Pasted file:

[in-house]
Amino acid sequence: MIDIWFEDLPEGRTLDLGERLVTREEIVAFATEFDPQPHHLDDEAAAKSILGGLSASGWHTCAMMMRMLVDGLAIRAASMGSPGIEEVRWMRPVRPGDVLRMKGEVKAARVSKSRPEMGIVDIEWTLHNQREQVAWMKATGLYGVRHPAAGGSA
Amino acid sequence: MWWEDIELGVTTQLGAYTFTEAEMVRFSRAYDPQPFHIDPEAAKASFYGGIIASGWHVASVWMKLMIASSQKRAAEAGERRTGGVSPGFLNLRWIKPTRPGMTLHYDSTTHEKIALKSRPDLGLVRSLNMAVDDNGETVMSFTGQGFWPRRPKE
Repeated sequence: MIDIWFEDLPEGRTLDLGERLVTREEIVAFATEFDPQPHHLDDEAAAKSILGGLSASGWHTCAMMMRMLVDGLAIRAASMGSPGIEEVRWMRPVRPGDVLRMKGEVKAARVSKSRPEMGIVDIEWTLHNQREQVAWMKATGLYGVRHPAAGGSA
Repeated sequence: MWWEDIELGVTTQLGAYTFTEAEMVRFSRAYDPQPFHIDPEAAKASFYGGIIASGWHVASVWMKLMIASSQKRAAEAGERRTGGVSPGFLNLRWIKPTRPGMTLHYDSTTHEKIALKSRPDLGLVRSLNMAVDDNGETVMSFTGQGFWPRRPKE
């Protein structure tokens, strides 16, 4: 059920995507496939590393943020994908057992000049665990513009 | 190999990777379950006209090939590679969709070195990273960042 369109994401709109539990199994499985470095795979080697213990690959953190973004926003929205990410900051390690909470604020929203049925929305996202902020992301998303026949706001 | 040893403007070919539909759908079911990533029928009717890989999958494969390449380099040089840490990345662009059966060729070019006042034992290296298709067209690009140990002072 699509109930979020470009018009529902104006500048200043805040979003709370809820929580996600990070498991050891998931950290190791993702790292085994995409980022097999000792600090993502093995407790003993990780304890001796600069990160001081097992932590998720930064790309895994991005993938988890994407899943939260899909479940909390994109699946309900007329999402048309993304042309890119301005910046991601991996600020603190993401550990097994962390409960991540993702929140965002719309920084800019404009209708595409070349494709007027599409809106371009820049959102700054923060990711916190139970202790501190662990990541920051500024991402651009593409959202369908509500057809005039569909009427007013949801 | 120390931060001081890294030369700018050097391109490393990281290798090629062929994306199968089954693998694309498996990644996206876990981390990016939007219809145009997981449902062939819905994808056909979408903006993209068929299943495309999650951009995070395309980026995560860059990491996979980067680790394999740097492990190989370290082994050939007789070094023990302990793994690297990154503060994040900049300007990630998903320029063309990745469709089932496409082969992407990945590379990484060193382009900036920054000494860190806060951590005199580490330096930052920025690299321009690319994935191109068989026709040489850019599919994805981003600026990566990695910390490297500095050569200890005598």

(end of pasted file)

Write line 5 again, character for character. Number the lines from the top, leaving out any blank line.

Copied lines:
Repeated sequence: MWWEDIELGVTTQLGAYTFTEAEMVRFSRAYDPQPFHIDPEAAKASFYGGIIASGWHVASVWMKLMIASSQKRAAEAGERRTGGVSPGFLNLRWIKPTRPGMTLHYDSTTHEKIALKSRPDLGLVRSLNMAVDDNGETVMSFTGQGFWPRRPKE